The options for reaching Mt. Desert Island are endless. On my way up from Philadelphia, I like to hit Route 9 across southern Vermont and New Hampshire or head up north a bit further to ride through White Mountain National Forest. On the way home, northern Connecticut is a must. Pick up Route 44 west from Hartford to the small town of North Canaan before jumping on Route 7 south. As all the New England states offer perfect riding this time of year, I recommend planning a giant loop with Maine being your turnaround point.

The lighthouse hostels, California

The Pacific Coast Highway is a mecca for motorcyclists, not only in the United States, but also from around the world. If you are lucky enough to live on the West Coast, chances are you have traveled a portion, if not the whole stretch, of this iconic road. What you may not have done is booked a night at one of the two lighthouse hostels along the way.

Pigeon Point Lighthouse. Photo by

Respectively located 25 and 50 miles south of San Francisco, the Point Montara and Pigeon Point Lighthouses have been converted to hostels and are part of Hosteling International group. What this means is that for $25-$30 per person you can spend the night in a lighthouse, on a cliff, overlooking the ocean. There are common areas such as a kitchen and a reading room with games and books available to travelers. Spend your time hiking through

When I stayed at the Point Montara Lighthouse, they even provided motorcycle parking. Photo by Spurgeon Dunbar.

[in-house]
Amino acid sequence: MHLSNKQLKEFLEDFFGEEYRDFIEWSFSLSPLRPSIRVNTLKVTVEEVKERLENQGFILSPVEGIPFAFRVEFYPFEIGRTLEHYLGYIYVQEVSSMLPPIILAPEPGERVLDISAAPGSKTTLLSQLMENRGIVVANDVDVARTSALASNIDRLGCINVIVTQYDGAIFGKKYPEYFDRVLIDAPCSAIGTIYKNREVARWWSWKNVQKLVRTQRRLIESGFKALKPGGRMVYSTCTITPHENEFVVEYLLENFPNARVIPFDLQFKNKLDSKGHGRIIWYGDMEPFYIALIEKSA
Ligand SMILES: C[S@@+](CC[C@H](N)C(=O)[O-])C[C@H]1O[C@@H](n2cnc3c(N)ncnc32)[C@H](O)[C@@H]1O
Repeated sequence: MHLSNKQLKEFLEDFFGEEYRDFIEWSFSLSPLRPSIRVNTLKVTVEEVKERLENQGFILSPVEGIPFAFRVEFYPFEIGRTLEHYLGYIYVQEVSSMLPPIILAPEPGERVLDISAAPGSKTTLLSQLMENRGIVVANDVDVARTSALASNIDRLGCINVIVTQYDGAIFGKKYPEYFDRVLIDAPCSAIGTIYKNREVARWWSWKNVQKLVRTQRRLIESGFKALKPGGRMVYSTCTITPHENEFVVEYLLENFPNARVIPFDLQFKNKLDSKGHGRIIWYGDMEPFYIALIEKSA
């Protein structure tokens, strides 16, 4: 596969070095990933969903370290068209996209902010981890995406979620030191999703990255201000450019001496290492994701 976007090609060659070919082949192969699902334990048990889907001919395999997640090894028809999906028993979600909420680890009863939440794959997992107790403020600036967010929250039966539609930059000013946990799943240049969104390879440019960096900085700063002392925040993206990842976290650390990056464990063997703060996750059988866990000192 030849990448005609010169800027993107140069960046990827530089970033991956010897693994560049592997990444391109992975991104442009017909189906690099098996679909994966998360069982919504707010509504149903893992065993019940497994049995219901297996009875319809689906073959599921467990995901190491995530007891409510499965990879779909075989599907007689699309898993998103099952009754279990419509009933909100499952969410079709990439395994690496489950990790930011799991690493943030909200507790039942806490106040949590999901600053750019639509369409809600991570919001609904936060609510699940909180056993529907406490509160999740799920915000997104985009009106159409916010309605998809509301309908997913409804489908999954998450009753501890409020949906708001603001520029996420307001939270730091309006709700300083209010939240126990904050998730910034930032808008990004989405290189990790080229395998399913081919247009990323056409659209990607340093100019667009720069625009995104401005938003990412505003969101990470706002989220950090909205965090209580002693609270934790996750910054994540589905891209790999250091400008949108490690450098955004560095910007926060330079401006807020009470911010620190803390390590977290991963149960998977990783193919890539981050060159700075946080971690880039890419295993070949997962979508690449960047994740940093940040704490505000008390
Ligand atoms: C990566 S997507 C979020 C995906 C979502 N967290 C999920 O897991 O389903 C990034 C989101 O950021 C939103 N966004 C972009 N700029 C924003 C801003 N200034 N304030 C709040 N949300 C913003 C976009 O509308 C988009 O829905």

Big Basin Redwoods State Park, whale watching, visiting with the elephant seals at Año Nuevo State Park, or simply use these as hubs to spend your days riding the great roads in the area or visiting San Francisco. Pigeon Point Lighthouse even has a hot tub overlooking the ocean.

With Ducati, Husqvarna, Moto Guzzi, MV Agusta, Norton, and Triumph all under one roof, Munroe Motors is the perfect place to kill some time or pick up a spare tube. Photo by Spurgeon Dunbar.

If you head up from Los Angeles, I would recommend camping your way up the coast and then spending a few nights at the lighthouses. Make sure to spend a night camping at Morro Bay as well as Big Sur, get a picture of the Bixby Bridge, and enjoy the great riding along the way. If you are coming down through San Francisco make sure to swing by Munroe Motors, one of my favorite European bike shops in the country. If you are thinking about visiting these lighthouses, be sure to book in advance. I found out the hard way that they fill up quickly.